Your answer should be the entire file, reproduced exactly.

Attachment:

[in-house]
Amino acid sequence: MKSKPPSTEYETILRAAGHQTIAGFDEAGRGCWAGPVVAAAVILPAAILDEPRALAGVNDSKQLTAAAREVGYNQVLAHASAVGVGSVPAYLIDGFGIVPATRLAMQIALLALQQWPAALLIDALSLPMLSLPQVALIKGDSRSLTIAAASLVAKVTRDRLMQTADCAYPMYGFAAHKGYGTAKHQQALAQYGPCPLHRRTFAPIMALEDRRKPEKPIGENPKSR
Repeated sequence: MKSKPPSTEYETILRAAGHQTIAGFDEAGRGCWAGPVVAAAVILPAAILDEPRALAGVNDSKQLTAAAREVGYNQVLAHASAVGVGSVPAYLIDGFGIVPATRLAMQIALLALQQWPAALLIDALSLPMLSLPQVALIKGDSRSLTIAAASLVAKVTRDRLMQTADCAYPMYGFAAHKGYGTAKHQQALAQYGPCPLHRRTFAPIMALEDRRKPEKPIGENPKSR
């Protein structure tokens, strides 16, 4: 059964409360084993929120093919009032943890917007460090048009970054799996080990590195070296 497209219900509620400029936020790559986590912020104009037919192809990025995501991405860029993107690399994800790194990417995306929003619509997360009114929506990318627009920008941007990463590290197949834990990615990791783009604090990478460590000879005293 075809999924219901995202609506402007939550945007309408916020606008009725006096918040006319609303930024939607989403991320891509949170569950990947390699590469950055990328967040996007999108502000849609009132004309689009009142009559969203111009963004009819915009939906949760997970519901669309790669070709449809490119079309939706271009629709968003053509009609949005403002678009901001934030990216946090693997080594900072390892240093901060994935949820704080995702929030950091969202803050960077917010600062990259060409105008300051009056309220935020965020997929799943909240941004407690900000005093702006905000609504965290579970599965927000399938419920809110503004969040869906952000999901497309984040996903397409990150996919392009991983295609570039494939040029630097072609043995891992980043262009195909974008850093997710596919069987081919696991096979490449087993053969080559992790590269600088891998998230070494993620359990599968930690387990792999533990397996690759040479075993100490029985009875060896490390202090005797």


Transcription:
[in-house]
Amino acid sequence: MKSKPPSTEYETILRAAGHQTIAGFDEAGRGCWAGPVVAAAVILPAAILDEPRALAGVNDSKQLTAAAREVGYNQVLAHASAVGVGSVPAYLIDGFGIVPATRLAMQIALLALQQWPAALLIDALSLPMLSLPQVALIKGDSRSLTIAAASLVAKVTRDRLMQTADCAYPMYGFAAHKGYGTAKHQQALAQYGPCPLHRRTFAPIMALEDRRKPEKPIGENPKSR
Repeated sequence: MKSKPPSTEYETILRAAGHQTIAGFDEAGRGCWAGPVVAAAVILPAAILDEPRALAGVNDSKQLTAAAREVGYNQVLAHASAVGVGSVPAYLIDGFGIVPATRLAMQIALLALQQWPAALLIDALSLPMLSLPQVALIKGDSRSLTIAAASLVAKVTRDRLMQTADCAYPMYGFAAHKGYGTAKHQQALAQYGPCPLHRRTFAPIMALEDRRKPEKPIGENPKSR
């Protein structure tokens, strides 16, 4: 059964409360084993929120093919009032943890917007460090048009970054799996080990590195070296 497209219900509620400029936020790559986590912020104009037919192809990025995501991405860029993107690399994800790194990417995306929003619509997360009114929506990318627009920008941007990463590290197949834990990615990791783009604090990478460590000879005293 075809999924219901995202609506402007939550945007309408916020606008009725006096918040006319609303930024939607989403991320891509949170569950990947390699590469950055990328967040996007999108502000849609009132004309689009009142009559969203111009963004009819915009939906949760997970519901669309790669070709449809490119079309939706271009629709968003053509009609949005403002678009901001934030990216946090693997080594900072390892240093901060994935949820704080995702929030950091969202803050960077917010600062990259060409105008300051009056309220935020965020997929799943909240941004407690900000005093702006905000609504965290579970599965927000399938419920809110503004969040869906952000999901497309984040996903397409990150996919392009991983295609570039494939040029630097072609043995891992980043262009195909974008850093997710596919069987081919696991096979490449087993053969080559992790590269600088891998998230070494993620359990599968930690387990792999533990397996690759040479075993100490029985009875060896490390202090005797």